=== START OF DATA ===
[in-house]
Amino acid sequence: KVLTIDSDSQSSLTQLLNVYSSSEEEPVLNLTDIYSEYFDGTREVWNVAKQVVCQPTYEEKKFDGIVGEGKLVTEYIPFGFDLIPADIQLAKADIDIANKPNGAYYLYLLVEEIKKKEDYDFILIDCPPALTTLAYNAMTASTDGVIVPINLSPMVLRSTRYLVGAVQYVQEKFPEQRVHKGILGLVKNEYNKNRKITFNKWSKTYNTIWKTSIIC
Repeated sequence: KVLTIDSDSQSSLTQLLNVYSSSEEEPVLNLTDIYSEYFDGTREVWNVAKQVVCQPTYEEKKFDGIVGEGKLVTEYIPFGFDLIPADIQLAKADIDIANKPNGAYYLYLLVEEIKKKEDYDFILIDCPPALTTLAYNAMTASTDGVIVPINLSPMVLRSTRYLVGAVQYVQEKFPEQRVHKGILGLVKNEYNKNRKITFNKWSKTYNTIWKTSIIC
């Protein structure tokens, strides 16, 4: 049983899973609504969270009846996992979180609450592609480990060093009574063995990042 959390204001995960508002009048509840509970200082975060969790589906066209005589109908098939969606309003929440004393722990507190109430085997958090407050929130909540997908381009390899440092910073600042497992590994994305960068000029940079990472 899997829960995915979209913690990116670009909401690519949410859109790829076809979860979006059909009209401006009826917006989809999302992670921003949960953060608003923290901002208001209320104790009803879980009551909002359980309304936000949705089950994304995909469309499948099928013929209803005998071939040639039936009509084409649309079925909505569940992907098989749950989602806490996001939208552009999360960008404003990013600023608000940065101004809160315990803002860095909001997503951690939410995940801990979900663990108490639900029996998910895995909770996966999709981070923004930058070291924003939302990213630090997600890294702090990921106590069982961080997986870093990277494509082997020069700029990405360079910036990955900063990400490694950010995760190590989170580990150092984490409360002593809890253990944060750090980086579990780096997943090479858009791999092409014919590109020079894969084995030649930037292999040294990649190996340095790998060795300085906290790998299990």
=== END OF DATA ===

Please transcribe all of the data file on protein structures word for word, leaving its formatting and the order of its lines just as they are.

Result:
[in-house]
Amino acid sequence: KVLTIDSDSQSSLTQLLNVYSSSEEEPVLNLTDIYSEYFDGTREVWNVAKQVVCQPTYEEKKFDGIVGEGKLVTEYIPFGFDLIPADIQLAKADIDIANKPNGAYYLYLLVEEIKKKEDYDFILIDCPPALTTLAYNAMTASTDGVIVPINLSPMVLRSTRYLVGAVQYVQEKFPEQRVHKGILGLVKNEYNKNRKITFNKWSKTYNTIWKTSIIC
Repeated sequence: KVLTIDSDSQSSLTQLLNVYSSSEEEPVLNLTDIYSEYFDGTREVWNVAKQVVCQPTYEEKKFDGIVGEGKLVTEYIPFGFDLIPADIQLAKADIDIANKPNGAYYLYLLVEEIKKKEDYDFILIDCPPALTTLAYNAMTASTDGVIVPINLSPMVLRSTRYLVGAVQYVQEKFPEQRVHKGILGLVKNEYNKNRKITFNKWSKTYNTIWKTSIIC
């Protein structure tokens, strides 16, 4: 049983899973609504969270009846996992979180609450592609480990060093009574063995990042 959390204001995960508002009048509840509970200082975060969790589906066209005589109908098939969606309003929440004393722990507190109430085997958090407050929130909540997908381009390899440092910073600042497992590994994305960068000029940079990472 899997829960995915979209913690990116670009909401690519949410859109790829076809979860979006059909009209401006009826917006989809999302992670921003949960953060608003923290901002208001209320104790009803879980009551909002359980309304936000949705089950994304995909469309499948099928013929209803005998071939040639039936009509084409649309079925909505569940992907098989749950989602806490996001939208552009999360960008404003990013600023608000940065101004809160315990803002860095909001997503951690939410995940801990979900663990108490639900029996998910895995909770996966999709981070923004930058070291924003939302990213630090997600890294702090990921106590069982961080997986870093990277494509082997020069700029990405360079910036990955900063990400490694950010995760190590989170580990150092984490409360002593809890253990944060750090980086579990780096997943090479858009791999092409014919590109020079894969084995030649930037292999040294990649190996340095790998060795300085906290790998299990």